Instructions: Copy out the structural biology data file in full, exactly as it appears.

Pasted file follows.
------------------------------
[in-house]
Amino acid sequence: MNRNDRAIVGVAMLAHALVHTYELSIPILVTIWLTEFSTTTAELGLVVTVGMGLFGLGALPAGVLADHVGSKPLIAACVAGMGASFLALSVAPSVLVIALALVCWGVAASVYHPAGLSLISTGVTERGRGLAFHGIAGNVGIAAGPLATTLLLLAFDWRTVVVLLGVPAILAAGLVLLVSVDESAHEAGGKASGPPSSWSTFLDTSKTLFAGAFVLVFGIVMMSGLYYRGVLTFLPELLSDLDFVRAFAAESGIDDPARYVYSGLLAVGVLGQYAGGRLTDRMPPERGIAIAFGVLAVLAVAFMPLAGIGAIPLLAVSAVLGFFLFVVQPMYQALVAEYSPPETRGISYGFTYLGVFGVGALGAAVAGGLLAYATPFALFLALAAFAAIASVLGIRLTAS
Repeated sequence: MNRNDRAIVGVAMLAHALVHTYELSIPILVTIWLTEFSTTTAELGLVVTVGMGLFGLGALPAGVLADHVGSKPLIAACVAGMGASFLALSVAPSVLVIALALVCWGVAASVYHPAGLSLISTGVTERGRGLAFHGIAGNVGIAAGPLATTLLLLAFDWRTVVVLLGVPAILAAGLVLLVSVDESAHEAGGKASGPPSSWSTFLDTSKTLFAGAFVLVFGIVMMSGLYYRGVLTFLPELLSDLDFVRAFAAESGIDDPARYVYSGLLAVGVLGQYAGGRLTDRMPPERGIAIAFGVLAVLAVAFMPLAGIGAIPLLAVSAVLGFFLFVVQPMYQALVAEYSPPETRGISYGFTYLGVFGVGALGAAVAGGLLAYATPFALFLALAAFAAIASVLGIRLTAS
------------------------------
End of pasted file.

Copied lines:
[in-house]
Amino acid sequence: MNRNDRAIVGVAMLAHALVHTYELSIPILVTIWLTEFSTTTAELGLVVTVGMGLFGLGALPAGVLADHVGSKPLIAACVAGMGASFLALSVAPSVLVIALALVCWGVAASVYHPAGLSLISTGVTERGRGLAFHGIAGNVGIAAGPLATTLLLLAFDWRTVVVLLGVPAILAAGLVLLVSVDESAHEAGGKASGPPSSWSTFLDTSKTLFAGAFVLVFGIVMMSGLYYRGVLTFLPELLSDLDFVRAFAAESGIDDPARYVYSGLLAVGVLGQYAGGRLTDRMPPERGIAIAFGVLAVLAVAFMPLAGIGAIPLLAVSAVLGFFLFVVQPMYQALVAEYSPPETRGISYGFTYLGVFGVGALGAAVAGGLLAYATPFALFLALAAFAAIASVLGIRLTAS
Repeated sequence: MNRNDRAIVGVAMLAHALVHTYELSIPILVTIWLTEFSTTTAELGLVVTVGMGLFGLGALPAGVLADHVGSKPLIAACVAGMGASFLALSVAPSVLVIALALVCWGVAASVYHPAGLSLISTGVTERGRGLAFHGIAGNVGIAAGPLATTLLLLAFDWRTVVVLLGVPAILAAGLVLLVSVDESAHEAGGKASGPPSSWSTFLDTSKTLFAGAFVLVFGIVMMSGLYYRGVLTFLPELLSDLDFVRAFAAESGIDDPARYVYSGLLAVGVLGQYAGGRLTDRMPPERGIAIAFGVLAVLAVAFMPLAGIGAIPLLAVSAVLGFFLFVVQPMYQALVAEYSPPETRGISYGFTYLGVFGVGALGAAVAGGLLAYATPFALFLALAAFAAIASVLGIRLTAS